We all know that swimming pools are a great way to stay cool and have fun during the summer. But we also know how much of a pain it can be to clean them. If your pool has turned green, then you may want to consider cleaning it. This blog post will go over how you can get rid of the green color and make your pool look like new again!
Step 1: Remove the debris
Pool maintenance is serious business. If you can’t see at least 6-8 inches below the water’s surface, call a professional because there might be an object down there that needs to be removed before it does any more damage. However, if your pool looks clean enough but slimy and greenish then roll up those sleeves and get busy!
To clean a green pool, start by skimming the surface with your telescopic pole. Switch to deep net and remove all big debris from the bottom of the pool until you don’t see any in there anymore – it may be hard if water is very cloudy but keep at it!
Step 2: Test the pH, CYA & free chlorine
There are many different ways to test for pH levels of the water. A fancy test kit is more expensive but has better accuracy than using cheap strips. The ideal level should be below 7.2 or higher and needs to be adjusted either by adding muriatic acid (1 gallon at time) or prepared pH decreaser.
You can also get special kits that will measure CYA (cyanuric acid). You need CyA in your pool as it acts like sunscreen for chlorine; too little could mean algae growth due to UV exposure from sunlight damaging free chlorine needed.
It’s important to be aware of your CYA level in order to maintain a healthy pool. If you don’t know the specifics, it might surprise you how easy calculating is! You can use our PoolMath Calculator right here on this page for an instant answer. It also helps calculate other measurements like pH and salt too – just plug them into the appropriate fields along with CYA.
Once inputted, simply hit “Calculate”. The calculator will provide valuable information about what adjustments are necessary based off of its calculations (including whether or not water needs to be removed from/replaced). Make sure that chlorine levels are at least 1 ppm before using any sort of shocking agents; otherwise harmful bacteria may grow out quicker than usual!
Step 3: Shock the pool
Sounds like a cool way to have an awesome pool during the hot summer months. Chlorine is added in increasing amounts, but you can’t just pour it into your water and walk away because of pH adjustments needed beforehand. Let’s say you’ve adjusted your pH to 7.2 or below (as I’m sure most people do). Get 25 pounds worth of granular chlorine–it may seem like overkill at first glance, but when buying this bulk quantity from now on will save money since we’ll need regular doses for maintaining our pools all year round!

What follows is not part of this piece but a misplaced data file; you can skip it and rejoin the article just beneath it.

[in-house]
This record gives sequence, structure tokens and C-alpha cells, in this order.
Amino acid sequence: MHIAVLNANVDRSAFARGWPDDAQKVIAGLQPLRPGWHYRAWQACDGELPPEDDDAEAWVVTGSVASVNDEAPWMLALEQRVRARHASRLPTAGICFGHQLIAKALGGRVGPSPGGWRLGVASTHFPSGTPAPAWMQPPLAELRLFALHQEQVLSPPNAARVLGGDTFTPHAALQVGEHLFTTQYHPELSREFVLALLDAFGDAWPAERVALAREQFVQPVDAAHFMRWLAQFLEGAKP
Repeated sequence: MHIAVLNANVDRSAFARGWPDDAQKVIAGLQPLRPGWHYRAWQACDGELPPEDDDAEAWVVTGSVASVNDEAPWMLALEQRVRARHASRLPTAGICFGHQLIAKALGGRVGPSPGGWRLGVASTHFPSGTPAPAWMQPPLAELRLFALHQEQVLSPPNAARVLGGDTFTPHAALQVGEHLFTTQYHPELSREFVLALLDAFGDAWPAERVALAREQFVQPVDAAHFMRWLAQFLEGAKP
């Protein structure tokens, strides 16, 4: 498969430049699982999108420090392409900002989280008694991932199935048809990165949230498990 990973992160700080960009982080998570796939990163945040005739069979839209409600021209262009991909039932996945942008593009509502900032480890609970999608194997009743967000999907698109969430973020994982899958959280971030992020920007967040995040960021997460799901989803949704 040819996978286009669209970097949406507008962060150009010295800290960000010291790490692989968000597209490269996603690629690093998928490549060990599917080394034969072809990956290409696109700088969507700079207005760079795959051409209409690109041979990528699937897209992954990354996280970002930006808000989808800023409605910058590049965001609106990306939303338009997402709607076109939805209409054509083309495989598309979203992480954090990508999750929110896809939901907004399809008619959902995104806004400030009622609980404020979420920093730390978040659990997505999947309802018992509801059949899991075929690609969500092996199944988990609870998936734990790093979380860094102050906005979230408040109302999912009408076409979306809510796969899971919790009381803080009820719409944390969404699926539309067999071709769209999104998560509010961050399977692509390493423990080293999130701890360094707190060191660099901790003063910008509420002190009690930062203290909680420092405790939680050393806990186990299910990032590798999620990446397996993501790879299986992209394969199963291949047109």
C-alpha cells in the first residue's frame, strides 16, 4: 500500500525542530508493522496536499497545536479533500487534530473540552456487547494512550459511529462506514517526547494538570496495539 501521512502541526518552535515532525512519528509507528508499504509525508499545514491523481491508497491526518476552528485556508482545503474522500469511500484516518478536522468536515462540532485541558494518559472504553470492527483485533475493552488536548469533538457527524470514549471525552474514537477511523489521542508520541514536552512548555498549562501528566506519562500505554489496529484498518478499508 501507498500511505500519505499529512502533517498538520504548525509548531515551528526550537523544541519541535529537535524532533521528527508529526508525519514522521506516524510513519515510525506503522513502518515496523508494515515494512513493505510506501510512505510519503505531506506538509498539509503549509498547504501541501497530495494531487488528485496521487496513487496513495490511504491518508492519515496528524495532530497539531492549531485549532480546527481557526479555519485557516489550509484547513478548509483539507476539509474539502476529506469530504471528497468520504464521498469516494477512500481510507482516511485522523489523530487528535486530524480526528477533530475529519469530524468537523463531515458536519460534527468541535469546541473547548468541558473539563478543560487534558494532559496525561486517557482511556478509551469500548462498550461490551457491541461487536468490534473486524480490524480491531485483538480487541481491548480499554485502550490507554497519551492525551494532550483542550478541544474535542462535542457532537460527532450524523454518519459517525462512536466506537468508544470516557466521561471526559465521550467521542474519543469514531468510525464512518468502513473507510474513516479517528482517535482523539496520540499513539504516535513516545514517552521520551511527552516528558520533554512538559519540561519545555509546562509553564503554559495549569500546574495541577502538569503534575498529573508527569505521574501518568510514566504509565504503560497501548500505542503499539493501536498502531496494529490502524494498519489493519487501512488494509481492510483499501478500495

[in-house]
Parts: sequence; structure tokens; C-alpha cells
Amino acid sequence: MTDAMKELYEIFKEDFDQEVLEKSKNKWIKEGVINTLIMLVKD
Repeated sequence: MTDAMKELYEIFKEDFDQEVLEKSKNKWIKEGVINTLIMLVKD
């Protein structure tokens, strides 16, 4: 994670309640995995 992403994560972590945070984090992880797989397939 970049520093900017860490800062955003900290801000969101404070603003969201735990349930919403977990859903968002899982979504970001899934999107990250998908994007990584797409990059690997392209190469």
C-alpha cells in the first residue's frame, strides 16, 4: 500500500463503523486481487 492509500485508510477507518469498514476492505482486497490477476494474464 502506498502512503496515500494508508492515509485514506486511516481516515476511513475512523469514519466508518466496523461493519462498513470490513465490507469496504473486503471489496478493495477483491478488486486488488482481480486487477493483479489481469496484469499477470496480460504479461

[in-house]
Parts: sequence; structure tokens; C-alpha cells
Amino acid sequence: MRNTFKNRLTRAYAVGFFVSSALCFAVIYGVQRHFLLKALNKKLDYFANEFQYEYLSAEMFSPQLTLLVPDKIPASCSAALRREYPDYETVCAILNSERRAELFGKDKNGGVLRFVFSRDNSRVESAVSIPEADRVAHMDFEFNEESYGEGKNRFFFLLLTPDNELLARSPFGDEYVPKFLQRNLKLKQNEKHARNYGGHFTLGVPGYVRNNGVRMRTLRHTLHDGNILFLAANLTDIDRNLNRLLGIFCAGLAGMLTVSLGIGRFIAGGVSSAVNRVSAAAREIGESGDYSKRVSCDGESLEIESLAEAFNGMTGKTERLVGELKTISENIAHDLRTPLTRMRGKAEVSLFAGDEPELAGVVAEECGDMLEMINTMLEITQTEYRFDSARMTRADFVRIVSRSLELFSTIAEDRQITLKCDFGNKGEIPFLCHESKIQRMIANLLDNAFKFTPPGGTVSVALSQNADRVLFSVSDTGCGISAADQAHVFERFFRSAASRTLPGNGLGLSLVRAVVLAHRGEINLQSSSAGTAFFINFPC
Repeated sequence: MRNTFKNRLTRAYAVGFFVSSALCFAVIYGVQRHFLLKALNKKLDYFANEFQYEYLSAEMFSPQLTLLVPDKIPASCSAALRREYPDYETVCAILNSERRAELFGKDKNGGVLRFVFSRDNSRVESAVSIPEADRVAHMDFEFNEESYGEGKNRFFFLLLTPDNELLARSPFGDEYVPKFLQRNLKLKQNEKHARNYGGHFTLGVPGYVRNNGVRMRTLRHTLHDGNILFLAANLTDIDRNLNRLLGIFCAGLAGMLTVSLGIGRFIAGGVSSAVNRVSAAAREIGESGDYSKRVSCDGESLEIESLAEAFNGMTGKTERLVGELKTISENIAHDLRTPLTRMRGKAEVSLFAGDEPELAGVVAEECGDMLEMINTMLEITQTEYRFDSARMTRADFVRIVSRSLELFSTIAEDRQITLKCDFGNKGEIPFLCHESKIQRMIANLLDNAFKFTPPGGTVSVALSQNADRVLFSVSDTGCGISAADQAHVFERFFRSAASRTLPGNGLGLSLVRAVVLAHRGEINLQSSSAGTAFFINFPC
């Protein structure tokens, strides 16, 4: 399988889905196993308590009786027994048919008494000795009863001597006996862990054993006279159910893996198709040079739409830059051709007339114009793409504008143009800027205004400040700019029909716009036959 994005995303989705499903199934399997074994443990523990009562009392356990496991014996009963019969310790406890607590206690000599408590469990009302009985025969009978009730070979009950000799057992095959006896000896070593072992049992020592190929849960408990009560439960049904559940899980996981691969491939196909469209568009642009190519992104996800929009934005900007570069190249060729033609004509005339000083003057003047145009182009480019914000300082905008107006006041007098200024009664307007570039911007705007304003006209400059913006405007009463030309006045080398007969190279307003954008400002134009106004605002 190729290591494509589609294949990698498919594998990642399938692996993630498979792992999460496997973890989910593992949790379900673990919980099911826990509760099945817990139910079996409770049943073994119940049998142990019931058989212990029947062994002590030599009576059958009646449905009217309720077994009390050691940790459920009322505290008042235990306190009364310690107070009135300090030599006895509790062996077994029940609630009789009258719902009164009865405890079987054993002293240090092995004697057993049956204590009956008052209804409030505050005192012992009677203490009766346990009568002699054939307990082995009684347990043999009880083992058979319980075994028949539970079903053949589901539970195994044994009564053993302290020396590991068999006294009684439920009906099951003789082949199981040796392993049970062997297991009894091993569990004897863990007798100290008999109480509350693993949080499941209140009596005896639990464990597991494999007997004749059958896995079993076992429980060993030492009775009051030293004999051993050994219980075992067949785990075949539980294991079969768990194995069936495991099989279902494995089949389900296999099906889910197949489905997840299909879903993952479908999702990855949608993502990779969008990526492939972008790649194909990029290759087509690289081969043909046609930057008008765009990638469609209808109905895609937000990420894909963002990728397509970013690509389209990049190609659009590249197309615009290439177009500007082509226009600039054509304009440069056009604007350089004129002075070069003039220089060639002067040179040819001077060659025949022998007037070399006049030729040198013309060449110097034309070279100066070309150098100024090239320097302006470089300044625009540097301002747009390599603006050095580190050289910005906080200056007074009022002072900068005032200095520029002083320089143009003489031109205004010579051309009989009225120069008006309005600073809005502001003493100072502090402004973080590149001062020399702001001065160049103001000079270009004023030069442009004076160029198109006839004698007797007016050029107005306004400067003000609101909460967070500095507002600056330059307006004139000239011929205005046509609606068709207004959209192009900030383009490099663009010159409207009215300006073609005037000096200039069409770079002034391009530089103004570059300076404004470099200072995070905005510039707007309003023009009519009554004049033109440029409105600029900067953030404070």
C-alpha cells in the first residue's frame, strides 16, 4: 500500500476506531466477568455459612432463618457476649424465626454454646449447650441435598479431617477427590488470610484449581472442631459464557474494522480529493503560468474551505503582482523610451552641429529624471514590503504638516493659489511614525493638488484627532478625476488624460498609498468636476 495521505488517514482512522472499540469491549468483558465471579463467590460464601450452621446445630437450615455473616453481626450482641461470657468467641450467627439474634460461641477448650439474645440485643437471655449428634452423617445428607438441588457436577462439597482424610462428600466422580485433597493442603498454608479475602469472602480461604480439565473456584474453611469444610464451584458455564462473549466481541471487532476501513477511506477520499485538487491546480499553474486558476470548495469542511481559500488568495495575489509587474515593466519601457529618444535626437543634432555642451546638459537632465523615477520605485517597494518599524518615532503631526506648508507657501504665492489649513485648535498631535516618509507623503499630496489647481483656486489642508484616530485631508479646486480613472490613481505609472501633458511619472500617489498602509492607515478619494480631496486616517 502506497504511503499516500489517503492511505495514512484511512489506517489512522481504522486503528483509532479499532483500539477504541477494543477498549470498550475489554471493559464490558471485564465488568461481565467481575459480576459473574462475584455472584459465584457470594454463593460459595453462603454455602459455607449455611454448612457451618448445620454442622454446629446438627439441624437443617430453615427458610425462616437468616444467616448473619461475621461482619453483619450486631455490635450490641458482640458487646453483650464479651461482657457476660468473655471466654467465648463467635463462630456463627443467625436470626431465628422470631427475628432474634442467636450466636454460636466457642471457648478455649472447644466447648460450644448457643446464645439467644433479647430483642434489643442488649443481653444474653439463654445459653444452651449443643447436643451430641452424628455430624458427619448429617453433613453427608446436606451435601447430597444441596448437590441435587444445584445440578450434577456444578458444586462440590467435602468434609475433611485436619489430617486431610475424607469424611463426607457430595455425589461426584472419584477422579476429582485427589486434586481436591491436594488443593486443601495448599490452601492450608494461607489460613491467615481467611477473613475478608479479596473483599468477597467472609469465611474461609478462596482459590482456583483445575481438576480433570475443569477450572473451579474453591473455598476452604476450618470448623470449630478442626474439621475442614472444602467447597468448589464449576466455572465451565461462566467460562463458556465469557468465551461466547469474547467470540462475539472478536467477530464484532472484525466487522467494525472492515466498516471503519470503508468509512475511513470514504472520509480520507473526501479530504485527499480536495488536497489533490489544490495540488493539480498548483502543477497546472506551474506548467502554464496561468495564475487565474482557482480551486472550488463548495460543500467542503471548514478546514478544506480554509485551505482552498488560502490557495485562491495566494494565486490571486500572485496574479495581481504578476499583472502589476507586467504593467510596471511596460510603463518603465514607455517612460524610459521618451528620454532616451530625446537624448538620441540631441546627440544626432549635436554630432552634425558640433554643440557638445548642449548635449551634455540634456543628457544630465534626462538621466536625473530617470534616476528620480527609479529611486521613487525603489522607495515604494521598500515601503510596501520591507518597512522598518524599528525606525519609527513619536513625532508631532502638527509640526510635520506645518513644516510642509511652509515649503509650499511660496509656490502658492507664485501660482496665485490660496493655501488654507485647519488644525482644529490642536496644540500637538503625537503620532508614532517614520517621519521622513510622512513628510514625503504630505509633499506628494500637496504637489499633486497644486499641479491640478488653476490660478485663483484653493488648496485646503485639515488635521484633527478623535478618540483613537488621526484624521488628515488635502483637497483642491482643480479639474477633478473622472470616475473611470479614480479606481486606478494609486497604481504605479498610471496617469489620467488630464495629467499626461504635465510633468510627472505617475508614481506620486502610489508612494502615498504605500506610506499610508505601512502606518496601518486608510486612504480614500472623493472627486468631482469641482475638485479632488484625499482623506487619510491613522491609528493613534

When you’re deciding how much chlorine to feed the pool, toss just enough granules out over the water. You can also use liquid chlorine if that’s easier for you. Walk around and pour or throw it in so each area gets some of your precious chemistry! Let this work its magic by running a filter on high until all traces are gone from sight.
Test the chlorine level every hour and when it is at or above shock level, this means that you are on the right track. Keep testing every few hours until your pool water is crystal clear. It may take a few days depending on how severe algal growth was before treatment.
Step 4: Brush, pump and filter the pool
After adding chlorine to your pool, you will see a difference within 24 hours. Your water will no longer be green and cloudy due to the dead algae that has sunken to the bottom of your pool. To remove these particles from sticking on walls, ladders, or steps in order for them not get filtered out by your filter use a manual vacuum or run an automatic robotic one until all signs of cloudiness are gone from sight and there is only crystal clear water left behind! Keep running pumps while brushing off any stuck algae with brushes so it can continue through filtration before being removed permanently.
Step 5: Test for overnight chlorine loss
After you’ve thoroughly cleaned a pool and want to make sure there are no algae left, perform an overnight chlorine loss test (OCLT) which can be conducted any time of day. If the water is clear when it’s dark out, then check for free chlorine in the morning before sunlight reaches your pool again.
Chlorine levels in the pool should be monitored constantly for any changes. If you detect a loss of free chlorine, then it’s time to increase your shock level temporarily and repeat the OCLT before sunup again. Once there is no longer an issue with algae or when chlorine has only dropped 1 point from its original amount, return to normal target levels by decreasing how much bleach is added per day and taper off on adding liquid chlorinator as well if necessary.
Step 6: Ongoing maintenance
Now that you have eliminated the tiny green invaders from your pool, it is important to always keep up with all of its maintenance needs. Test out your water every day or at least once per week and make sure chlorine levels are high enough by stocking on chemicals needed for adjustments when necessary. A good chlorinating system will help maintain an adequate level of chlorine in the pool at all times so invest wisely!
Some people think of pool maintenance as a chore but it doesn’t have to be! All you need is the right tools and know how. With some regular brushing with your favorite brush, vacuuming weekly or when necessary, cleaning out filters on occasion, and buying an automatic cleaner if you’re feeling extra lazy then your backyard fun will last all year long without costing too much money either way.